Angela Onuora | A Broadcasting Journey From Nigeria to Canada

Angela Onuora | A Broadcasting Journey From Nigeria to Canada


Hey everybody and welcome to AQ’s Blog & Grill. We’re here today talking to Angela Onuora and Angela is joining us today. She’s actually a newcomer from Nigeria to Canada. So we’re just going to chat a little bit about that and find out what’s going on because she has an interesting background we want to share. Hi Angela. Hi Alan. How are you? I’m good. Thanks for having me here. You’re welcome. Now how long have you and your family been here? We’ve been here, next month it’ll be a year. One year. Two years. Two years okay. So the biggest shift you’ve found from Nigeria to Canada has been? The cold. The cold. The winter. Yeah, it cannot be described. I mean we as Canadians we take pride in how cold it gets here. What’s up with that? Who cares? Like when it’s minus thirty
people are out and about having fun and I’m thinking oh Canadians just shut down.
Now you have three little boys. Two little boys and a girl. So you have three hildren and how old are they? The first one is seven, the second is six and the third is going to be three in two weeks. Excellent. Now is that the little girl? Yes. The three-year-old. And what’s her name?
The full name is Onyacom and it means Who will speak for me? Who will defend me. Very good. It’s funny how families will pass on names. My son is Robert MacGregor
and the MacGregor goes back to the original family in Scotland and they
were really good sheep stealers. The MacGregors were like number one when it came to
borrowing other people’s livestock. Without permission. Yeah it was good for a while but then it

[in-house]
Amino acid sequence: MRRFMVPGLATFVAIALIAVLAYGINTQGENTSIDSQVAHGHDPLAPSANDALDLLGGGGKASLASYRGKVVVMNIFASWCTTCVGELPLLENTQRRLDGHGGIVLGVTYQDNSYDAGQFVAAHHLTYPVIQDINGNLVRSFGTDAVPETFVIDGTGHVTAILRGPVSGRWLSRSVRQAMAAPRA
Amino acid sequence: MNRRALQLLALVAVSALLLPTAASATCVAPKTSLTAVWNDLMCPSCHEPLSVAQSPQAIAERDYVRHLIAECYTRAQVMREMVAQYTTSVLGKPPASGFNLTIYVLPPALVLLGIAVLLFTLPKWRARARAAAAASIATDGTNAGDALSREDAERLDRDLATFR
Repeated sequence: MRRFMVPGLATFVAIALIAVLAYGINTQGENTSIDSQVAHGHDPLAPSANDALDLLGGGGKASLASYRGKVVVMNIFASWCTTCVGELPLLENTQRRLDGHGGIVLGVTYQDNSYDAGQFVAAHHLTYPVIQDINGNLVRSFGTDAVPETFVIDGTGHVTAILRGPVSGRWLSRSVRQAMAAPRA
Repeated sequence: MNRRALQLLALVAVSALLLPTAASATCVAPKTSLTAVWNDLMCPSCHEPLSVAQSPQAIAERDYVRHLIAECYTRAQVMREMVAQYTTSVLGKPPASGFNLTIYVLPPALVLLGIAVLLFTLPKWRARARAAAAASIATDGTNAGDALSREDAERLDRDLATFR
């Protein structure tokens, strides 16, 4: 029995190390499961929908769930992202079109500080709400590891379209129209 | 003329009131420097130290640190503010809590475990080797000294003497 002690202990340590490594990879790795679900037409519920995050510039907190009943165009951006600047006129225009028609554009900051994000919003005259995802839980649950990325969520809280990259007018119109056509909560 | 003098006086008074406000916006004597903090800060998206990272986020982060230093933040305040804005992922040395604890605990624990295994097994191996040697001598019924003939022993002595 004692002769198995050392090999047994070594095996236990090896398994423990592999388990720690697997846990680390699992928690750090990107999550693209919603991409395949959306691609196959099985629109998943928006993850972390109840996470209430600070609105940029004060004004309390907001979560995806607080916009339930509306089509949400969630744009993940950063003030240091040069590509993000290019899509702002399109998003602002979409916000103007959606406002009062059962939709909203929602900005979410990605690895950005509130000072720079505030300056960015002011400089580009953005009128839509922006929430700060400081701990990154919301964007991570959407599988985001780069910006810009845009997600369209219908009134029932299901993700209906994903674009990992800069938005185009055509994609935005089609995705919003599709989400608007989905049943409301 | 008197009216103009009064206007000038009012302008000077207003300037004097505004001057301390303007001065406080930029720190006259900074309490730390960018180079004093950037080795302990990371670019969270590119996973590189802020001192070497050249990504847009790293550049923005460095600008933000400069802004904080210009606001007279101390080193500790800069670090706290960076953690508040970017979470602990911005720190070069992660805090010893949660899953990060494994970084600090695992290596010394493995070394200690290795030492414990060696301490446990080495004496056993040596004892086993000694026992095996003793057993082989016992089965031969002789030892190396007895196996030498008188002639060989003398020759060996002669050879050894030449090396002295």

kind of got you know subdued. But we brought that name back into the the family. Not that he’s a sheep stealer. I don’t think. I’m pretty sure he’s. You check often though. Yeah I keep him under surveillance. So the cold has been a thing. Now in
Nigeria you were working in broadcast. And tell us a little bit about that. I
was an on-air personality and it was a talk radio station, the first talk radio station in Nigeria. It was just talk. The first talk radio station in Nigeria. Yes, it was just all of talk. Because we’re starting out there was a lot of music, old music, like oldies and they’re tuning in so that’s how we built our fan base. by joining in the right crowd
right just listening to talk. And I did a couple of shows, one about women, that was called “We Women” and it was everything to do with women. We first had an hour and because it was hugely popular my boss said you know what just have ninety minutes, you know just take the 90 minutes because you’re going to need them. Women just have so much to say. But it was amazing that most of my callers, like 90% of my callers, were men. Calling into the woman’s talk show? Now why would men do that? I think they were just intrigued. They were calling in saying oh why do women do this? Oh is this why women do this? Oh I couldn’t figure out -. And you know we were talking about really serious issues. It wasn’t a fun show. We were trying to keep it as fun as possible but it was dealing with serious issues like rape and divorce and domestic violence and all of that. So it was really hard topics to talk about but we had to kind of do it in a calm way, in a fun way. So I would make my guests take up nicknames so I wouldn’t refer to them as their names during the show I’d call them their nicknames. Like you now going with your socks I would call you Lightning MacAlan. Lightning MacAlan, see there’s another good name. I could go with that. Yes. I’m going to have a new Twitter handle called Lightning MacAlan. Just for your socks collection. My socks could speak. Okay, so you’ve got all these men calling